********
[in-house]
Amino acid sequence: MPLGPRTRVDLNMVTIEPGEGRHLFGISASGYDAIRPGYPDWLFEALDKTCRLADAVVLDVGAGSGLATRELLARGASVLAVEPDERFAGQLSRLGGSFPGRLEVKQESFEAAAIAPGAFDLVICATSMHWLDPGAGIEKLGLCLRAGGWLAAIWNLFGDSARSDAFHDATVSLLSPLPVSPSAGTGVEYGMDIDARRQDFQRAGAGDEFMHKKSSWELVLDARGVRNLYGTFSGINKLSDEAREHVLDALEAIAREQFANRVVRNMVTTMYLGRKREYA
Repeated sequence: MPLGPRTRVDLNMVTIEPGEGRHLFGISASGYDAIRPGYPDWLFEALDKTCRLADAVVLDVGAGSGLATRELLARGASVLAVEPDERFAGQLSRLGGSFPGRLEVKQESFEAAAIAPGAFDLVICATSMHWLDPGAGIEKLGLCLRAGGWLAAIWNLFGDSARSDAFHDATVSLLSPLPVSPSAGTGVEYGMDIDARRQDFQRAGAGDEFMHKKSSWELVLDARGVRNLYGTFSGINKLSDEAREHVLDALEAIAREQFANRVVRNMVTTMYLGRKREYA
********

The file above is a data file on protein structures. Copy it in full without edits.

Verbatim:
[in-house]
Amino acid sequence: MPLGPRTRVDLNMVTIEPGEGRHLFGISASGYDAIRPGYPDWLFEALDKTCRLADAVVLDVGAGSGLATRELLARGASVLAVEPDERFAGQLSRLGGSFPGRLEVKQESFEAAAIAPGAFDLVICATSMHWLDPGAGIEKLGLCLRAGGWLAAIWNLFGDSARSDAFHDATVSLLSPLPVSPSAGTGVEYGMDIDARRQDFQRAGAGDEFMHKKSSWELVLDARGVRNLYGTFSGINKLSDEAREHVLDALEAIAREQFANRVVRNMVTTMYLGRKREYA
Repeated sequence: MPLGPRTRVDLNMVTIEPGEGRHLFGISASGYDAIRPGYPDWLFEALDKTCRLADAVVLDVGAGSGLATRELLARGASVLAVEPDERFAGQLSRLGGSFPGRLEVKQESFEAAAIAPGAFDLVICATSMHWLDPGAGIEKLGLCLRAGGWLAAIWNLFGDSARSDAFHDATVSLLSPLPVSPSAGTGVEYGMDIDARRQDFQRAGAGDEFMHKKSSWELVLDARGVRNLYGTFSGINKLSDEAREHVLDALEAIAREQFANRVVRNMVTTMYLGRKREYA